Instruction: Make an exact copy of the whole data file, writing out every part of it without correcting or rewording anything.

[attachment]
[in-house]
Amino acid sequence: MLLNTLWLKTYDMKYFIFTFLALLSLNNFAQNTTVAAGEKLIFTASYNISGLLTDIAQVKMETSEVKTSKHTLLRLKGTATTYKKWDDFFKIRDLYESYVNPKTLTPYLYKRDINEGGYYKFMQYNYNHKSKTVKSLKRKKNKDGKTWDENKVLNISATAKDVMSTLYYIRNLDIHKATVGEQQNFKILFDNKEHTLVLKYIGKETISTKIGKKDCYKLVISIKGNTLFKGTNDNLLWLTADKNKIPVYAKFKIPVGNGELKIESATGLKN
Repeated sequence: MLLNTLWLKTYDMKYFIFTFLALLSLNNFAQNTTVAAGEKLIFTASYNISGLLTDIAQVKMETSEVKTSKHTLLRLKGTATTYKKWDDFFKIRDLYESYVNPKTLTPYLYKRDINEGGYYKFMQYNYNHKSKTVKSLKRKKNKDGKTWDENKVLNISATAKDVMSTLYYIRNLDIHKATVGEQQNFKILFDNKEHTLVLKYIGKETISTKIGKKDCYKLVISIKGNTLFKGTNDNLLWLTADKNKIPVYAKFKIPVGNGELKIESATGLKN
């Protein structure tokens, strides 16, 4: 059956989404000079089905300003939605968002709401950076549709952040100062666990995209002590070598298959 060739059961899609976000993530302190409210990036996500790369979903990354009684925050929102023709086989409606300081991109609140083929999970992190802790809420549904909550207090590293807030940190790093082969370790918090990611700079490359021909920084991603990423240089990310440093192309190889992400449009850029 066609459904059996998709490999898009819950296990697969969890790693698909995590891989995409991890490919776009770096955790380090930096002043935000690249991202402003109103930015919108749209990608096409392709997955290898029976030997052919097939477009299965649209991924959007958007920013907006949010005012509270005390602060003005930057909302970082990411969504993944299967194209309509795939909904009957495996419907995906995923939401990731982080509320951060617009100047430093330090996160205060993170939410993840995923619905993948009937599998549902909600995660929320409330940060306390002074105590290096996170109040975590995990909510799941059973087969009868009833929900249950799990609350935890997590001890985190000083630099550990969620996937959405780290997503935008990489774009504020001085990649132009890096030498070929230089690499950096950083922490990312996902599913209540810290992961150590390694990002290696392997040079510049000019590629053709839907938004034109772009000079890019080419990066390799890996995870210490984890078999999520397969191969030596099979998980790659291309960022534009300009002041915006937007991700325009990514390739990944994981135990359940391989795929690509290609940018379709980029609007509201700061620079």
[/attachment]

[in-house]
Amino acid sequence: MLLNTLWLKTYDMKYFIFTFLALLSLNNFAQNTTVAAGEKLIFTASYNISGLLTDIAQVKMETSEVKTSKHTLLRLKGTATTYKKWDDFFKIRDLYESYVNPKTLTPYLYKRDINEGGYYKFMQYNYNHKSKTVKSLKRKKNKDGKTWDENKVLNISATAKDVMSTLYYIRNLDIHKATVGEQQNFKILFDNKEHTLVLKYIGKETISTKIGKKDCYKLVISIKGNTLFKGTNDNLLWLTADKNKIPVYAKFKIPVGNGELKIESATGLKN
Repeated sequence: MLLNTLWLKTYDMKYFIFTFLALLSLNNFAQNTTVAAGEKLIFTASYNISGLLTDIAQVKMETSEVKTSKHTLLRLKGTATTYKKWDDFFKIRDLYESYVNPKTLTPYLYKRDINEGGYYKFMQYNYNHKSKTVKSLKRKKNKDGKTWDENKVLNISATAKDVMSTLYYIRNLDIHKATVGEQQNFKILFDNKEHTLVLKYIGKETISTKIGKKDCYKLVISIKGNTLFKGTNDNLLWLTADKNKIPVYAKFKIPVGNGELKIESATGLKN
């Protein structure tokens, strides 16, 4: 059956989404000079089905300003939605968002709401950076549709952040100062666990995209002590070598298959 060739059961899609976000993530302190409210990036996500790369979903990354009684925050929102023709086989409606300081991109609140083929999970992190802790809420549904909550207090590293807030940190790093082969370790918090990611700079490359021909920084991603990423240089990310440093192309190889992400449009850029 066609459904059996998709490999898009819950296990697969969890790693698909995590891989995409991890490919776009770096955790380090930096002043935000690249991202402003109103930015919108749209990608096409392709997955290898029976030997052919097939477009299965649209991924959007958007920013907006949010005012509270005390602060003005930057909302970082990411969504993944299967194209309509795939909904009957495996419907995906995923939401990731982080509320951060617009100047430093330090996160205060993170939410993840995923619905993948009937599998549902909600995660929320409330940060306390002074105590290096996170109040975590995990909510799941059973087969009868009833929900249950799990609350935890997590001890985190000083630099550990969620996937959405780290997503935008990489774009504020001085990649132009890096030498070929230089690499950096950083922490990312996902599913209540810290992961150590390694990002290696392997040079510049000019590629053709839907938004034109772009000079890019080419990066390799890996995870210490984890078999999520397969191969030596099979998980790659291309960022534009300009002041915006937007991700325009990514390739990944994981135990359940391989795929690509290609940018379709980029609007509201700061620079």